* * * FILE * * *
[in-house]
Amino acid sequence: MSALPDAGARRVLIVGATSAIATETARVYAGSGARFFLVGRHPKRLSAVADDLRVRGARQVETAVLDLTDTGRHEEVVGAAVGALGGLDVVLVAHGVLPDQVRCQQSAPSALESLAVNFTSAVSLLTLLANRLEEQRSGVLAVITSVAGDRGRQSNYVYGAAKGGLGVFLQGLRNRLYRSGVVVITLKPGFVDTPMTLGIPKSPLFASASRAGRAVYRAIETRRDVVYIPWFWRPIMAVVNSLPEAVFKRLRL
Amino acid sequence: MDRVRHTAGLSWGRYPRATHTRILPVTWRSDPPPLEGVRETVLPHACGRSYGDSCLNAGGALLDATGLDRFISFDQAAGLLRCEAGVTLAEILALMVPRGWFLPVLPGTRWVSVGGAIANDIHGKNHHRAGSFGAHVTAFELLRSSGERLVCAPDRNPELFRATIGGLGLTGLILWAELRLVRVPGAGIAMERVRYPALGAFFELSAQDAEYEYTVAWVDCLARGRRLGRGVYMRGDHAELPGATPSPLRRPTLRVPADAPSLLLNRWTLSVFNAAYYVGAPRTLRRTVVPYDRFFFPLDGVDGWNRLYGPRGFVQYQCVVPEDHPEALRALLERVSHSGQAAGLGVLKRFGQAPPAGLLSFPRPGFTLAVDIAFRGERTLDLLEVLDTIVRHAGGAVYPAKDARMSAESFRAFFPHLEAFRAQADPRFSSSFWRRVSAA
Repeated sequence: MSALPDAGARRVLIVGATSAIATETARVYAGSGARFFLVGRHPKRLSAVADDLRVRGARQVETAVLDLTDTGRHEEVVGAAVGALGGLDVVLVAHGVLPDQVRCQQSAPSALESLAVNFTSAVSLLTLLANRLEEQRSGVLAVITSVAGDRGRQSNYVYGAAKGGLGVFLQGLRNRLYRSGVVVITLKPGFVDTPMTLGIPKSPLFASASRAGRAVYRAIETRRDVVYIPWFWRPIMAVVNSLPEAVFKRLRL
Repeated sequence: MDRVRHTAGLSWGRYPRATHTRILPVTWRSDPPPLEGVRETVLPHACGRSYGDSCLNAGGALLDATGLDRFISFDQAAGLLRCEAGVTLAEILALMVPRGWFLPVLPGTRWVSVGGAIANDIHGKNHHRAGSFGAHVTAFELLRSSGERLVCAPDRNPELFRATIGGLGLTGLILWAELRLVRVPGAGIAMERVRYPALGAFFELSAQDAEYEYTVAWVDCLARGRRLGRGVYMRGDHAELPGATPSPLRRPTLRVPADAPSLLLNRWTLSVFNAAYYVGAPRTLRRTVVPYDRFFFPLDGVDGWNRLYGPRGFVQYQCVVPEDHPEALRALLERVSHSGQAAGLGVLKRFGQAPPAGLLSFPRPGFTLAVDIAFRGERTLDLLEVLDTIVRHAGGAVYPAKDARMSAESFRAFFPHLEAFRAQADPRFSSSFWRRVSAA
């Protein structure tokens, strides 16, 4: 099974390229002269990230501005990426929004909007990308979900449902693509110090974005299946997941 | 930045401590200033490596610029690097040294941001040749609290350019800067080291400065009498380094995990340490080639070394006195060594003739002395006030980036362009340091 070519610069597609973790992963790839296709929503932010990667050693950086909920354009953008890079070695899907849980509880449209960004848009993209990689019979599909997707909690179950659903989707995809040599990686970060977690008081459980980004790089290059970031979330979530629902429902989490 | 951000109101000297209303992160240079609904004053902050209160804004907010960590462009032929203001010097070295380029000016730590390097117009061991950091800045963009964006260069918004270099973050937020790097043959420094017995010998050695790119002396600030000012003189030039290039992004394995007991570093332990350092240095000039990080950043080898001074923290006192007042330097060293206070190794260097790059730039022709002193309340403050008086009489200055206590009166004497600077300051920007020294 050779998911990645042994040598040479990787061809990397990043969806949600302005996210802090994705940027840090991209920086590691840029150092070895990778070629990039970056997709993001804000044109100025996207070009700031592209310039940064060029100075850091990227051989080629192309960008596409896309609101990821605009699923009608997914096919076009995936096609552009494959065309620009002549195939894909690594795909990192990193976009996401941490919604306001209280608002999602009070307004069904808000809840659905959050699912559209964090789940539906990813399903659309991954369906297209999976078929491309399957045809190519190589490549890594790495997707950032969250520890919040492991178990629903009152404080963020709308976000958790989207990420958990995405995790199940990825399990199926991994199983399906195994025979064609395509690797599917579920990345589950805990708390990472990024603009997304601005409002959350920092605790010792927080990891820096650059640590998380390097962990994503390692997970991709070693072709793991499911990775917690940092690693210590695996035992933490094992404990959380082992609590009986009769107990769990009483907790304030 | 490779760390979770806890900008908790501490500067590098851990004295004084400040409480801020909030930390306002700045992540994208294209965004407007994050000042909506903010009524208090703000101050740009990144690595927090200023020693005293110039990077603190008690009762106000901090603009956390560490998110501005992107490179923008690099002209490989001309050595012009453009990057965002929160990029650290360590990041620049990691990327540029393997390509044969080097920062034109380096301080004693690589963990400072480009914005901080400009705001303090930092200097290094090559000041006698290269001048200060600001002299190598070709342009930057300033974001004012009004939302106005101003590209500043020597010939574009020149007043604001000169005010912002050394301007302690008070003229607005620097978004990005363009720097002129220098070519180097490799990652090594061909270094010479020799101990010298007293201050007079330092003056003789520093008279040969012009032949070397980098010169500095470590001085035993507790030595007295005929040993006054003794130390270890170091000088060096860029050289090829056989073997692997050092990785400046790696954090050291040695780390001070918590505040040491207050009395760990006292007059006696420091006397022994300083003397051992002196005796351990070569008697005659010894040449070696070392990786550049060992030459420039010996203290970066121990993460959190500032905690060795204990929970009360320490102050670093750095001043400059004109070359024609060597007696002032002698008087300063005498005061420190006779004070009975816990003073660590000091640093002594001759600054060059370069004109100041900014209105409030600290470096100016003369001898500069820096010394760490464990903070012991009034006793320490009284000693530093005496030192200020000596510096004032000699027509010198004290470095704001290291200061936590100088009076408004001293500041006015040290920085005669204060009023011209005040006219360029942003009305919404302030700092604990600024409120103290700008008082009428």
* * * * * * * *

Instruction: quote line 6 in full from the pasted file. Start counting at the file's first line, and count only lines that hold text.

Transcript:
């Protein structure tokens, strides 16, 4: 099974390229002269990230501005990426929004909007990308979900449902693509110090974005299946997941 | 930045401590200033490596610029690097040294941001040749609290350019800067080291400065009498380094995990340490080639070394006195060594003739002395006030980036362009340091 070519610069597609973790992963790839296709929503932010990667050693950086909920354009953008890079070695899907849980509880449209960004848009993209990689019979599909997707909690179950659903989707995809040599990686970060977690008081459980980004790089290059970031979330979530629902429902989490 | 951000109101000297209303992160240079609904004053902050209160804004907010960590462009032929203001010097070295380029000016730590390097117009061991950091800045963009964006260069918004270099973050937020790097043959420094017995010998050695790119002396600030000012003189030039290039992004394995007991570093332990350092240095000039990080950043080898001074923290006192007042330097060293206070190794260097790059730039022709002193309340403050008086009489200055206590009166004497600077300051920007020294 050779998911990645042994040598040479990787061809990397990043969806949600302005996210802090994705940027840090991209920086590691840029150092070895990778070629990039970056997709993001804000044109100025996207070009700031592209310039940064060029100075850091990227051989080629192309960008596409896309609101990821605009699923009608997914096919076009995936096609552009494959065309620009002549195939894909690594795909990192990193976009996401941490919604306001209280608002999602009070307004069904808000809840659905959050699912559209964090789940539906990813399903659309991954369906297209999976078929491309399957045809190519190589490549890594790495997707950032969250520890919040492991178990629903009152404080963020709308976000958790989207990420958990995405995790199940990825399990199926991994199983399906195994025979064609395509690797599917579920990345589950805990708390990472990024603009997304601005409002959350920092605790010792927080990891820096650059640590998380390097962990994503390692997970991709070693072709793991499911990775917690940092690693210590695996035992933490094992404990959380082992609590009986009769107990769990009483907790304030 | 490779760390979770806890900008908790501490500067590098851990004295004084400040409480801020909030930390306002700045992540994208294209965004407007994050000042909506903010009524208090703000101050740009990144690595927090200023020693005293110039990077603190008690009762106000901090603009956390560490998110501005992107490179923008690099002209490989001309050595012009453009990057965002929160990029650290360590990041620049990691990327540029393997390509044969080097920062034109380096301080004693690589963990400072480009914005901080400009705001303090930092200097290094090559000041006698290269001048200060600001002299190598070709342009930057300033974001004012009004939302106005101003590209500043020597010939574009020149007043604001000169005010912002050394301007302690008070003229607005620097978004990005363009720097002129220098070519180097490799990652090594061909270094010479020799101990010298007293201050007079330092003056003789520093008279040969012009032949070397980098010169500095470590001085035993507790030595007295005929040993006054003794130390270890170091000088060096860029050289090829056989073997692997050092990785400046790696954090050291040695780390001070918590505040040491207050009395760990006292007059006696420091006397022994300083003397051992002196005796351990070569008697005659010894040449070696070392990786550049060992030459420039010996203290970066121990993460959190500032905690060795204990929970009360320490102050670093750095001043400059004109070359024609060597007696002032002698008087300063005498005061420190006779004070009975816990003073660590000091640093002594001759600054060059370069004109100041900014209105409030600290470096100016003369001898500069820096010394760490464990903070012991009034006793320490009284000693530093005496030192200020000596510096004032000699027509010198004290470095704001290291200061936590100088009076408004001293500041006015040290920085005669204060009023011209005040006219360029942003009305919404302030700092604990600024409120103290700008008082009428």